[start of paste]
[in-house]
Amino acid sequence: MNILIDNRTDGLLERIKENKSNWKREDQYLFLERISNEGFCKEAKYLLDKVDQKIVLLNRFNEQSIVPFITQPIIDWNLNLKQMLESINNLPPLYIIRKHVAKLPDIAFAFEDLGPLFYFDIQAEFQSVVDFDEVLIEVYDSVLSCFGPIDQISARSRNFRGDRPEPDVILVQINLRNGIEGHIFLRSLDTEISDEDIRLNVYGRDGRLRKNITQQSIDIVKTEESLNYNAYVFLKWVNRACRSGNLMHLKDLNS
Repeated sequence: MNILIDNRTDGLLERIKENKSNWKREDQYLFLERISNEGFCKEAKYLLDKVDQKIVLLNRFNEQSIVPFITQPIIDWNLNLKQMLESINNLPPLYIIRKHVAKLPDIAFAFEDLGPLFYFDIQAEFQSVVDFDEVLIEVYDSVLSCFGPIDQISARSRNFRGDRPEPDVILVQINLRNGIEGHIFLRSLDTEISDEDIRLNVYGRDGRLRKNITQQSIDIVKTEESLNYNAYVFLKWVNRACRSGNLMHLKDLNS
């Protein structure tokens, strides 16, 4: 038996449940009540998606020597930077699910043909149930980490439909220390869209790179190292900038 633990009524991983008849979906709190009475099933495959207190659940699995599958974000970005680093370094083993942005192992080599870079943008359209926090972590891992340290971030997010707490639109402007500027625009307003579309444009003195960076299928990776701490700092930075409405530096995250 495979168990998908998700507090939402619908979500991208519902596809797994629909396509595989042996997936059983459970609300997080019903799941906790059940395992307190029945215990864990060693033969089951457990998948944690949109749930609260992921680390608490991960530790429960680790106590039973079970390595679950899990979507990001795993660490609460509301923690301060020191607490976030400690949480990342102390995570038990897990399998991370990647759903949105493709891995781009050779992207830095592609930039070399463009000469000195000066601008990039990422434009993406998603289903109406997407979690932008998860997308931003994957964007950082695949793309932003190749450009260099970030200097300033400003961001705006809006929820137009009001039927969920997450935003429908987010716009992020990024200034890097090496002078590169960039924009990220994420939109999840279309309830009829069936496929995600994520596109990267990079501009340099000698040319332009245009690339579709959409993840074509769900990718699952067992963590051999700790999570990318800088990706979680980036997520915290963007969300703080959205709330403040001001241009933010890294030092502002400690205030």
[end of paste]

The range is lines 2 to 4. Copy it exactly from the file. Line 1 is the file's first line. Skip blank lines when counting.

Amino acid sequence: MNILIDNRTDGLLERIKENKSNWKREDQYLFLERISNEGFCKEAKYLLDKVDQKIVLLNRFNEQSIVPFITQPIIDWNLNLKQMLESINNLPPLYIIRKHVAKLPDIAFAFEDLGPLFYFDIQAEFQSVVDFDEVLIEVYDSVLSCFGPIDQISARSRNFRGDRPEPDVILVQINLRNGIEGHIFLRSLDTEISDEDIRLNVYGRDGRLRKNITQQSIDIVKTEESLNYNAYVFLKWVNRACRSGNLMHLKDLNS
Repeated sequence: MNILIDNRTDGLLERIKENKSNWKREDQYLFLERISNEGFCKEAKYLLDKVDQKIVLLNRFNEQSIVPFITQPIIDWNLNLKQMLESINNLPPLYIIRKHVAKLPDIAFAFEDLGPLFYFDIQAEFQSVVDFDEVLIEVYDSVLSCFGPIDQISARSRNFRGDRPEPDVILVQINLRNGIEGHIFLRSLDTEISDEDIRLNVYGRDGRLRKNITQQSIDIVKTEESLNYNAYVFLKWVNRACRSGNLMHLKDLNS
């Protein structure tokens, strides 16, 4: 038996449940009540998606020597930077699910043909149930980490439909220390869209790179190292900038 633990009524991983008849979906709190009475099933495959207190659940699995599958974000970005680093370094083993942005192992080599870079943008359209926090972590891992340290971030997010707490639109402007500027625009307003579309444009003195960076299928990776701490700092930075409405530096995250 495979168990998908998700507090939402619908979500991208519902596809797994629909396509595989042996997936059983459970609300997080019903799941906790059940395992307190029945215990864990060693033969089951457990998948944690949109749930609260992921680390608490991960530790429960680790106590039973079970390595679950899990979507990001795993660490609460509301923690301060020191607490976030400690949480990342102390995570038990897990399998991370990647759903949105493709891995781009050779992207830095592609930039070399463009000469000195000066601008990039990422434009993406998603289903109406997407979690932008998860997308931003994957964007950082695949793309932003190749450009260099970030200097300033400003961001705006809006929820137009009001039927969920997450935003429908987010716009992020990024200034890097090496002078590169960039924009990220994420939109999840279309309830009829069936496929995600994520596109990267990079501009340099000698040319332009245009690339579709959409993840074509769900990718699952067992963590051999700790999570990318800088990706979680980036997520915290963007969300703080959205709330403040001001241009933010890294030092502002400690205030």